Technical integration we scoped down to 3 individual integrations that we did with each MNO individually. Each of these 3 integrations in general is similar at a high level by definition and could be divided into 2 steps:
This PDU is used to test network connection and acknowledge that peer bind still has an active session.
TIP: We learned that the Zamtel connection works perfectly fine, whereas the MTN session is closed after a few seconds. That is why this param is mandatory to set, and this is what we did.
Here you can find a bit more information about standards and the length of SMS depending on the standard.
By default, each Mobile Network Operator, including MTN, Zamtel, and Airtel, is handled and delivered to the SMPP client (in this case, us) only if the SMS size is smaller than 255 octets. To handle up to 255 octets of SMS we use short_message PDU. However, nowadays nearly everyone owns a smartphone and the majority of the world uses Android devices. The problem is that e.g. Android automatically converts long SMS to MMS. So we had to collaborate with telco providers to convert received MMS into multipart SMS to send to us via SMPP using message_payload TLV.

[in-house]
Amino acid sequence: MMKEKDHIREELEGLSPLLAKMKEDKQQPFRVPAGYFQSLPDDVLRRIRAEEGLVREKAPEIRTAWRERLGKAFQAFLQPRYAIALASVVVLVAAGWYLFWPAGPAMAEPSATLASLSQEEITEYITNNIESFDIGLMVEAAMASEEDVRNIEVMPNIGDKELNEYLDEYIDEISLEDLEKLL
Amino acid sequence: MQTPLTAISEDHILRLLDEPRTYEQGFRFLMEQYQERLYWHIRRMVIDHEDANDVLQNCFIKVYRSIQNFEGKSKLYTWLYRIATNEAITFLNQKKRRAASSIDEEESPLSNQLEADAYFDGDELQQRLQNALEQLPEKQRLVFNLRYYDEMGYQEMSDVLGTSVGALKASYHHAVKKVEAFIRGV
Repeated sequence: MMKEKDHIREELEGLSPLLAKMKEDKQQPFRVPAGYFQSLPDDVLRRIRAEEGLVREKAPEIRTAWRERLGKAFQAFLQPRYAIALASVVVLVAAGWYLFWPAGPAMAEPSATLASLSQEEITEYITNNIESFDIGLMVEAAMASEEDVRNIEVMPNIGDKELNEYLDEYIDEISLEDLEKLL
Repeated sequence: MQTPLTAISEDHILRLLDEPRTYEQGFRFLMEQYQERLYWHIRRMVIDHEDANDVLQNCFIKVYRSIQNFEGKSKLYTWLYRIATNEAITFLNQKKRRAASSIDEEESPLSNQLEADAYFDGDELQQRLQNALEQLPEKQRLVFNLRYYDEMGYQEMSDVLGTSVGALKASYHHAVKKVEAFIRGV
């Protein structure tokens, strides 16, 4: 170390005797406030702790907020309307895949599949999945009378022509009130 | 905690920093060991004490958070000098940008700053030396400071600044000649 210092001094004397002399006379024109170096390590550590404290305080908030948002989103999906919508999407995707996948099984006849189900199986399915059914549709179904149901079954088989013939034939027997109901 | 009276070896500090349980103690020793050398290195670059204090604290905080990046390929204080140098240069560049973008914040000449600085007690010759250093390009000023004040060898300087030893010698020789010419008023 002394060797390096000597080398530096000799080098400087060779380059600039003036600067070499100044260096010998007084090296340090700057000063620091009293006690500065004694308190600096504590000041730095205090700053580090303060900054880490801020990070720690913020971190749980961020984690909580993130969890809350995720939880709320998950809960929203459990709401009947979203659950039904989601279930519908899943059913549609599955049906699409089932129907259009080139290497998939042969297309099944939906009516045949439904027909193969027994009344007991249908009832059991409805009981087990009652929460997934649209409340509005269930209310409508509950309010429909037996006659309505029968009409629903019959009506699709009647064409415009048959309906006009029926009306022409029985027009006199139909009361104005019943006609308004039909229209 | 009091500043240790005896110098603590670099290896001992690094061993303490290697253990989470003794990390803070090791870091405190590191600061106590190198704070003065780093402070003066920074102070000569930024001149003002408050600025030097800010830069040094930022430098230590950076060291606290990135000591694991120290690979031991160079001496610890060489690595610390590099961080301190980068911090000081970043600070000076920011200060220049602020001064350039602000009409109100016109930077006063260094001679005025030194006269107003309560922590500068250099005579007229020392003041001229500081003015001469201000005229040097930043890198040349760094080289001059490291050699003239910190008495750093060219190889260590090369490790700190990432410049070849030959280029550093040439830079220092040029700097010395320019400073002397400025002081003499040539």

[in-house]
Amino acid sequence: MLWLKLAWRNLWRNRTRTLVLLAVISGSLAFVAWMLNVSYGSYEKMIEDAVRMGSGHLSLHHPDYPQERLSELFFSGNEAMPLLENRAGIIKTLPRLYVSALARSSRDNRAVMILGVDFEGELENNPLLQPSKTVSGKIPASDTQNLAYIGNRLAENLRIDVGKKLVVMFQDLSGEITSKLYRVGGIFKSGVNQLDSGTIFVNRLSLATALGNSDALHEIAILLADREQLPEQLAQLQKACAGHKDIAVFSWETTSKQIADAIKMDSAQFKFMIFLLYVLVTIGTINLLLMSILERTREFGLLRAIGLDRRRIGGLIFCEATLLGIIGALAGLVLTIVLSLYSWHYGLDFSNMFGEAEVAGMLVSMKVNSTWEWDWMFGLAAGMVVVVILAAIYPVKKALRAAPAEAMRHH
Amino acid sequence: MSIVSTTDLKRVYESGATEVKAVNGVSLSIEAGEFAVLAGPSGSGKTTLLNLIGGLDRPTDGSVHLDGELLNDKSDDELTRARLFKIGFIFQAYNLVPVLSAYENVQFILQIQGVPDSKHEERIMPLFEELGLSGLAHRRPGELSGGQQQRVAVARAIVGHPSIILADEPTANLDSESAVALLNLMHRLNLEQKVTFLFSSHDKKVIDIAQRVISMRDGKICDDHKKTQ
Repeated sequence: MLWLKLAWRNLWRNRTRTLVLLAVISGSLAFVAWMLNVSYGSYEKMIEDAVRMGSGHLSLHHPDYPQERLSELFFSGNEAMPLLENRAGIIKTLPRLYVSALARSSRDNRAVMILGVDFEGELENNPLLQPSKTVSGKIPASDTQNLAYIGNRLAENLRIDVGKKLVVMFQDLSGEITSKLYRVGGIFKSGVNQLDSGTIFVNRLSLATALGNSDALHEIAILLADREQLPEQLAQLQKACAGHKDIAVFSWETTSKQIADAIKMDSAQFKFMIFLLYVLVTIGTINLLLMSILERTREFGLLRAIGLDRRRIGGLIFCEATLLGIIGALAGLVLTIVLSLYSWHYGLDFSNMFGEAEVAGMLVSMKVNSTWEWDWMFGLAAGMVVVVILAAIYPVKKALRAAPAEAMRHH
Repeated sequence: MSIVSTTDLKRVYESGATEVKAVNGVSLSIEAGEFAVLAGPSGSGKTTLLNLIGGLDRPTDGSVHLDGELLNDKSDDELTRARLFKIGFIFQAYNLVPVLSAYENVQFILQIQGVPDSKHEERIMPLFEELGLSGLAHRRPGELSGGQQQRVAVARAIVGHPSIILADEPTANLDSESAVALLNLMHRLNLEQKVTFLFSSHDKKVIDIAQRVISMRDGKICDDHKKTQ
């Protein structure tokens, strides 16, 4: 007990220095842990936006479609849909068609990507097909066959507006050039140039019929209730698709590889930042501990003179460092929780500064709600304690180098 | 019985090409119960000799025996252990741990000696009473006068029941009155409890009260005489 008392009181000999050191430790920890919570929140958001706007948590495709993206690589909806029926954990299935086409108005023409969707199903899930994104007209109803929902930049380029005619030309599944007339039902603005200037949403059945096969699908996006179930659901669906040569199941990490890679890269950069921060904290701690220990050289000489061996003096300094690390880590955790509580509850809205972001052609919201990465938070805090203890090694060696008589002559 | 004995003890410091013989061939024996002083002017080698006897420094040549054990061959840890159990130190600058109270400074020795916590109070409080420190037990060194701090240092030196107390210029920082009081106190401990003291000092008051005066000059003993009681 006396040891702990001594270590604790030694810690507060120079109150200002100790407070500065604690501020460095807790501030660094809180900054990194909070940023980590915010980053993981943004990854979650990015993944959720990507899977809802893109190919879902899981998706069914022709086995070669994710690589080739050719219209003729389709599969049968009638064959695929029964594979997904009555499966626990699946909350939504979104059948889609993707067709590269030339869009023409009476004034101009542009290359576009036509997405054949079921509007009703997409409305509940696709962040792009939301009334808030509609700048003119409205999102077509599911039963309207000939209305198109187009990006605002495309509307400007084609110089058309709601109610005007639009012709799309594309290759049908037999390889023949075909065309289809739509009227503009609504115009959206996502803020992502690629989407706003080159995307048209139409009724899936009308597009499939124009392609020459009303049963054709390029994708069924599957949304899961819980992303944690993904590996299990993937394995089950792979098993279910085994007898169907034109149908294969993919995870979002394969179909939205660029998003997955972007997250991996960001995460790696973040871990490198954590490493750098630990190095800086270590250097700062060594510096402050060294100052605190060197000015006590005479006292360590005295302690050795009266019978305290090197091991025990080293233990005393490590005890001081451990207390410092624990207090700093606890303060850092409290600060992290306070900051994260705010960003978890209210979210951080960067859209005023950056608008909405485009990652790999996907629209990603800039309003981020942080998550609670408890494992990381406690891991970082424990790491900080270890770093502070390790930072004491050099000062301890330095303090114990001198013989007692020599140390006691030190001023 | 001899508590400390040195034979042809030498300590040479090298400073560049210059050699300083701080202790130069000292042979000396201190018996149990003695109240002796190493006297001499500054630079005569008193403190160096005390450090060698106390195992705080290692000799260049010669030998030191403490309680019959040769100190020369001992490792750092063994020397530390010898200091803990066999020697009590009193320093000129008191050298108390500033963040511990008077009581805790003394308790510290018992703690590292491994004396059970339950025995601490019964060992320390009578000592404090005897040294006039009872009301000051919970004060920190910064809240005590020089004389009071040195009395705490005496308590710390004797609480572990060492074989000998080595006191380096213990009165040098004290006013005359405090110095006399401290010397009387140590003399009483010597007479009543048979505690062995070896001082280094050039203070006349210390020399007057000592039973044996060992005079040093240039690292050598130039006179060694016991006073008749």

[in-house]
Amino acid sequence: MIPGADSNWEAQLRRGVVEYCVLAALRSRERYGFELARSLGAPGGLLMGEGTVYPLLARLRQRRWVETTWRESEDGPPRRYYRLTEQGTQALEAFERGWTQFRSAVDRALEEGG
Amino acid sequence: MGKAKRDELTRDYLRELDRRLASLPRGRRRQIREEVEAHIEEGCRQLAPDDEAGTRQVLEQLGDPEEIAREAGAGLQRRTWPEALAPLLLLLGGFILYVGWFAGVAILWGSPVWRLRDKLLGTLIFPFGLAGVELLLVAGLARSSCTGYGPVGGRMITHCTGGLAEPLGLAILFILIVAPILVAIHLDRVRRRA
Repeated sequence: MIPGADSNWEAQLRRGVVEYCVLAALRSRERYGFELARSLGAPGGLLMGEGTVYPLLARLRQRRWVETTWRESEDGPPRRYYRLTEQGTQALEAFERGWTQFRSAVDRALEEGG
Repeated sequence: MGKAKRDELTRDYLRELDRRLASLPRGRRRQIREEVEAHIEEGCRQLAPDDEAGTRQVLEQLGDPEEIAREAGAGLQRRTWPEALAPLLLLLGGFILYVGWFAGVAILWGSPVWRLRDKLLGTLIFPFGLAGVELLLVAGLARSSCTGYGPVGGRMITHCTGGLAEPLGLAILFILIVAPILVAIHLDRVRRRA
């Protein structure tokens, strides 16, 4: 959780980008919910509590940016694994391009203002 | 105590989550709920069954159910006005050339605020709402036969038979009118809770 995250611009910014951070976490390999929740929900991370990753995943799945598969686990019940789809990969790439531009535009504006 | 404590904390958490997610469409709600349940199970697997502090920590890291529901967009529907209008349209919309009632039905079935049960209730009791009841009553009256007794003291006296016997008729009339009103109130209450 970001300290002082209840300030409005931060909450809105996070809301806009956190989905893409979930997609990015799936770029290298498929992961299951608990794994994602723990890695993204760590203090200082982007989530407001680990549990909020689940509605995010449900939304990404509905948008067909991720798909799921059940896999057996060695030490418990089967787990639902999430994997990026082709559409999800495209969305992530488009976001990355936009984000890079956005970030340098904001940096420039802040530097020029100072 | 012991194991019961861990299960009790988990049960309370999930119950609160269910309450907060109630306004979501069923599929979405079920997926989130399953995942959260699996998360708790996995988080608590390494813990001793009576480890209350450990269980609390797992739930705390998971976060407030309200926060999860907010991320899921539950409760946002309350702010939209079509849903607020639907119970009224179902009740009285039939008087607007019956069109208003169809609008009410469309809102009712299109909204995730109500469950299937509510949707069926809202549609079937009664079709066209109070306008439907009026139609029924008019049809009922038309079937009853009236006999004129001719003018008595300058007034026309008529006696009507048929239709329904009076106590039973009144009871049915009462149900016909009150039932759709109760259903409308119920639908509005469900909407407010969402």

Over time, using this connection, we have noticed that from time to time MNO side was breaking tunnels and the entire connection was down. This is a very tricky issue to identify and apply the right solution to allow in our case StrongSwan to negotiate a new IPSec tunnel connection. E.g. one MNO config to keep the tunnel alive has to be:
Where, on the other hand, other MNO config to keep the tunnel alive has to be:
As you can notice, these configs differ from each other, and we learned that it depends on MNO IPSec side configuration. What was very helpful to us to set it right was the official StrongSwan IPSec connection Wiki, and it may be helpful to you to dive into StrongSwan charon deamon.